Karsten Eisenhardt comes from a family of millers. He took the classic route, doing his military service in the German Armed Forces and then completing a miller’s apprenticeship in a compound feedstuff factory, where he already felt the urge to acquire more knowledge. “I then asked my teachers and instructors how I could continue learning as a journeyman,” he says. “There was really only one option: the DMSB.”
So, he moved to Braunschweig and gained all the qualifications he could there. “But that still wasn’t enough for me. On the contrary, it was there that I first became really inspired and inquisitive,” Eisenhardt says. “In Braunschweig we were superbly prepared to put theory into practice, but I wanted to delve deeper into the technology side of things.” He had analytical methods, process engineering and looking at the wider picture in other industries in mind. So, he studied food technology with a focus on food engineering at Anhalt University of Applied Sciences.
Throughout his studies, he was particularly interested in extrusion (see also pages 8 and 9). “We touched on this area at the DMSB, because milled products are the main ingredients in recipes for the production of breakfast cereals.” He wrote his master’s thesis on this subject and stuck with it after gaining his degree, as his first employer was the breakfast cereal manufacturer Brüggen. “When working on my master’s thesis, I worked at a research institute near Potsdam. During this time, I got to know Brüggen. When I was offered the opportunity to work there as a product developer for extrudates, I accepted – it was a perfect fit.”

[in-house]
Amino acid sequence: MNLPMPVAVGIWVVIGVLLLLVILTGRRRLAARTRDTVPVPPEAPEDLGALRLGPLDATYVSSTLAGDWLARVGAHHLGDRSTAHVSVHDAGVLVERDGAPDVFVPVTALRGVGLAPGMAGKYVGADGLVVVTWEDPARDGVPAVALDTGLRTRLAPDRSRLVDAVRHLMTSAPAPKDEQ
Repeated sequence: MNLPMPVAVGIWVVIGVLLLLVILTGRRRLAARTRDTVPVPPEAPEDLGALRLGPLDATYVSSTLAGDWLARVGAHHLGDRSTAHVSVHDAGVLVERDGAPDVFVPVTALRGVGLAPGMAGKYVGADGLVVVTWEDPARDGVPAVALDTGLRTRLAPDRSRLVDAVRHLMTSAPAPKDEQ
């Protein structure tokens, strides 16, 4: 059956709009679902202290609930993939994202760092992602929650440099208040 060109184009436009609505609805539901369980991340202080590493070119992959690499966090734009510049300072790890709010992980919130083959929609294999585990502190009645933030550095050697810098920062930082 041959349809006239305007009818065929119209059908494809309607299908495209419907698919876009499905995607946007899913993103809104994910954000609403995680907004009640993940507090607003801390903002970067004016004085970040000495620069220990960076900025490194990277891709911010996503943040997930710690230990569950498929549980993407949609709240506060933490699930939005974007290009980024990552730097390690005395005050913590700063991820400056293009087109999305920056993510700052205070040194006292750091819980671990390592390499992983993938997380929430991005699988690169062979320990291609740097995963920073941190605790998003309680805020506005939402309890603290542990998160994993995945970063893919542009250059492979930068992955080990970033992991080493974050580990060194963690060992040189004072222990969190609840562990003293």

Yet he still had not satisfied his curiosity, Karsten Eisenhardt also wanted to do a PhD and switched from industry to science. After some delays in his doctorate, Brüggen in turn asked if he would like to return. “My former boss offered me the opportunity to set up a technology department with a focus on extrusion. That’s when I discontinued with my doctorate and accepted this challenge, which I am still doing now.” Extrusion has lost none of its fascination for him to this day. “Extrusion requires a lot of experience and a sense of proportion. When dealing with natural raw materials such as cereals, the result cannot be predicted purely by calculation; it always requires a sure instinct.
As a private label manufacturer – less than ten percent of its products are sold under its own brand – Brüggen is strongly development-driven. Every customer wants “their” individual granola mixes, bars, breakfast cereals or similar. Innovations and technological advances are very important for business success, because they are also in strong demand from customers. Eisenhardt’s department – Technology and Process Development – therefore partners with research institutes and brings new technologies into the company. This enables him to continue discovering and learning new things in his day-to-day work.